I have experienced failures of RS-485 links due to magnetic induction from ~52V battery power lines running very close in parallel. Standard shielding around the RS-485 cables did not solve the problem but a clearance distance of 1 inch did. The fault probably occurred when a high current such 90A was interrupted by the opening of a relay or a breaker. I have the following questions about such cases:
- Standards: Is there any accepted guideline regarding clearance distances in this particular scenario? The recommendations I have seen are based on house wiring cases where there is a chance of shorting the data and power lines running through walls. Moreover, section 1.16 "Electrical Clearance" of IPC-A-620B (2012) leaves clearance spacing between cables up to design and only gives guidelines based on voltage. And while the IEC 61000-4-x tests appear to be very applicable here, they would apparently focus on protection at the transceiver level.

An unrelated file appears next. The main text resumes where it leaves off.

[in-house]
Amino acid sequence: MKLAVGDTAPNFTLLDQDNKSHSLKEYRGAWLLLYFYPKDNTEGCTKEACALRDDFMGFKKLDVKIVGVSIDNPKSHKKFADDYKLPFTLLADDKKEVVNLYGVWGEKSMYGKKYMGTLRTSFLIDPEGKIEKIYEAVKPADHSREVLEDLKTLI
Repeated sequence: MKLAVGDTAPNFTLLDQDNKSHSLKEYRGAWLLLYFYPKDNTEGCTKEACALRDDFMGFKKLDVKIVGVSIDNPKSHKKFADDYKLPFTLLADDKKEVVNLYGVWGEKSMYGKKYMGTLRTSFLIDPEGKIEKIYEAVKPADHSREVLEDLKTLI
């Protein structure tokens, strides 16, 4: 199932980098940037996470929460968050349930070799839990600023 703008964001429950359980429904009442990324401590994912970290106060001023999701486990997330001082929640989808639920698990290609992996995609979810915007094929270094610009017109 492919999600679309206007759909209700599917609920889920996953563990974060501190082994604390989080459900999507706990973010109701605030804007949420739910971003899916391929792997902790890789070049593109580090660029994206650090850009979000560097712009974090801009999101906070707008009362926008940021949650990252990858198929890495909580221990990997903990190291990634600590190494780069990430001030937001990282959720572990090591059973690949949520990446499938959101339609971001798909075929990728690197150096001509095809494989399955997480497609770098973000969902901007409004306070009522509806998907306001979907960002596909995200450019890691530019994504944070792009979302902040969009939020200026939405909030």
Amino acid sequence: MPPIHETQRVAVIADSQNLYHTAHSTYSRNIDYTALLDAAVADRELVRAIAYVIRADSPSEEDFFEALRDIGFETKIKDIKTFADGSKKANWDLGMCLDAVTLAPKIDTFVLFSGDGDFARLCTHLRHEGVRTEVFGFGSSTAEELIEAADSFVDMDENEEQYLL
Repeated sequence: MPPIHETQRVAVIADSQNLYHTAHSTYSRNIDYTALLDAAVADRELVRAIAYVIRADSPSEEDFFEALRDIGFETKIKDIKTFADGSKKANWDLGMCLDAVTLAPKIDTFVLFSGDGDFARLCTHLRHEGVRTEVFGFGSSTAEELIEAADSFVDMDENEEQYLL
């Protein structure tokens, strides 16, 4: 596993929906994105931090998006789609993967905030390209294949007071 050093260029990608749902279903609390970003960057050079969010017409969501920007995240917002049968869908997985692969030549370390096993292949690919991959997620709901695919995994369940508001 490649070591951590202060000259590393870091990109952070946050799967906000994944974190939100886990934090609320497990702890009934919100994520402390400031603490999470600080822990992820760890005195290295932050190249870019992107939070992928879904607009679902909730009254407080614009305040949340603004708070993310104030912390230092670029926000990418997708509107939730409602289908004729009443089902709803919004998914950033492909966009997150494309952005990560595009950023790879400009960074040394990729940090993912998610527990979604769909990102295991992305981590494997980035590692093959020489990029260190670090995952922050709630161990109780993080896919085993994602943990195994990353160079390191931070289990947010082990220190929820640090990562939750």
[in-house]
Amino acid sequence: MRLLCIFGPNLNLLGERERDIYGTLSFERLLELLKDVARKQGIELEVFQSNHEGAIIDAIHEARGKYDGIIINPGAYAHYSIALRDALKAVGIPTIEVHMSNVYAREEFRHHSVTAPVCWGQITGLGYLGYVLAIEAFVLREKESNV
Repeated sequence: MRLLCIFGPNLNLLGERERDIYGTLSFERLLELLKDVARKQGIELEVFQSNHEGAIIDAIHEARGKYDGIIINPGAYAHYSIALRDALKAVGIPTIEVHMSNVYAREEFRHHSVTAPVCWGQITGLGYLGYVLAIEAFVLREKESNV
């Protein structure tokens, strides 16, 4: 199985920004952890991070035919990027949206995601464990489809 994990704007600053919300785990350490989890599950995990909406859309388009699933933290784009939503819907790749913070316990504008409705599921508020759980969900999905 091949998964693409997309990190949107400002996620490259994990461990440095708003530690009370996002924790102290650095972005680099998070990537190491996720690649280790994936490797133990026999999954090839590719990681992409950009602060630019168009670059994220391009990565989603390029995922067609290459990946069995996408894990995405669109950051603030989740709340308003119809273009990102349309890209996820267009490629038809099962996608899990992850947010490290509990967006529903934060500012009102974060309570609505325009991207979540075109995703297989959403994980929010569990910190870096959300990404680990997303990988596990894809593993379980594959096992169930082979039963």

- Calculations and simulations: What is the recommended approach for calculating the induced voltage or power in such cases? Which tools are prevalent in the industry for computer simulations of such scenarios? Are such calculations followed by experimental testing?
- Behavior of DC current at trip: This is a more general question. For simulating scenarios like the one described, I will probably need to assume a maximum di/dt value. How fast and in what manner does a DC current terminate when its path is broken with an MCCB or a latching relay? Is it dependent on the source and load? Can waveforms from other cases be applied for this case or will I have to gather empirical data for my own system?